Leonard Allen Cure, Georgia, traffic, gun, shoot, prison, GBI

Georgia Deputy Allegedly Shoots And Kills Black Man Who Spent 16 Years In Prison On Wrongful Conviction

During a traffic stop, a sheriff’s deputy in Georgia allegedly fatally shot a Black man who had spent 16 years behind bars on a wrongful conviction.

According to the Georgia Bureau of Investigation (GBI), who is reviewing the shooting, the victim was identified as Leonard Allen Cure. On Oct. 16, Cure was reportedly pulled over by a Camden County deputy while driving on I-95 close to the Georgia-Florida line. He cooperated with the deputy’s request to get out of the vehicle but then allegedly became violent once told he was arrested. The agency claimed the deputy primarily used a stun gun on Cure when he failed to obey commands and began to assault the deputy.

GBI found the deputy used the stun gun one more time, as well as a baton, to subdue him, but then drew his gun and shot Cure as he continued to resist. It hasn’t been disclosed why the officer pulled the 53-year-old man over.

Cure served time in prison for armed robbery in Florida and was later acquitted. The Innocence Project of Florida, who represented him in his exoneration case, responded to the news of Cure’s death.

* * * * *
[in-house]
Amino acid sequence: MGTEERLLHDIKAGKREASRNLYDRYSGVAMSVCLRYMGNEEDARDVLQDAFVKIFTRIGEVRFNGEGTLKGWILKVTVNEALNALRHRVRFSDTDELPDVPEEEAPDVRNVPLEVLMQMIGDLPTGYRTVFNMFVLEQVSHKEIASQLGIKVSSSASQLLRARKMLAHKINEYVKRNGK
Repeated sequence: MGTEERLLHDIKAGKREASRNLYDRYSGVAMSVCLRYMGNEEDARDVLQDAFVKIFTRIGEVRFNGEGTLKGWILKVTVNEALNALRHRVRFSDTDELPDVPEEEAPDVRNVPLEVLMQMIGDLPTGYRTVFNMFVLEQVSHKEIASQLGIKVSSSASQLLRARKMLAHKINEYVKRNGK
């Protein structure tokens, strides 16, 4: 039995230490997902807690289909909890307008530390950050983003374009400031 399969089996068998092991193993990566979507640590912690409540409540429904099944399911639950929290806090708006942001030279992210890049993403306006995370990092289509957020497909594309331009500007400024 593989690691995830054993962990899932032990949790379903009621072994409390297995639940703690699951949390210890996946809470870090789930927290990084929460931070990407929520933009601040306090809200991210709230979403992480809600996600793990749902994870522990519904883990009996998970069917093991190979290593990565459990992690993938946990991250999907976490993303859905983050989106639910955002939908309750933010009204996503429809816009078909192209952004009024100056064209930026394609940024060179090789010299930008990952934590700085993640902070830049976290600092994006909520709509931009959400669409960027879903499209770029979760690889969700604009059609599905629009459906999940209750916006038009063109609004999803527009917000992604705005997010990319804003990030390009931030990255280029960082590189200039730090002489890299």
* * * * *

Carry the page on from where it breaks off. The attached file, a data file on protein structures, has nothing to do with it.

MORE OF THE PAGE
“I can only imagine what it’s like to know your son is innocent and watch him be sentenced to life in prison, to be exonerated and … then be told that once he’s been freed, he’s been shot dead,” Executive Director Seth Miller said.

In Georgia, it is standard for law enforcement to ask the GBI to investigate police-involved shootings. Findings will be submitted to the coastal Brunswick Judicial Circuit district attorney, including Camden County.

According to WSB-TV, Cure was convicted of a 2003 drug store armed robbery in Dania Beach. He was found guilty by a second jury after the first one deadlocked. His previous convictions for robbery and other crimes led to a life sentence. After the Broward State Attorney’s Office’s new Conviction Review Unit asked for Cure’s release, he was a free man in April 2020.

The review team said it found “troubling” evidence that Cure had a solid alibi that was disregarded, with no physical evidence or reliable witnesses to put him at the crime scene.

A judge vacated his conviction and sentence in December 2020.

Miller said Cure was living in an Atlanta suburb after receiving $817,000 in compensation for his conviction and imprisonment, including the opportunity to pursue his education, after Gov. Ron DeSantis signed a claims bill in June 2023. During an interview with the South Florida Sun-Sentinel, Cure expressed his excitement about his future after his release. “I’m looking forward to putting this situation behind me and moving on with my life,” Cure said.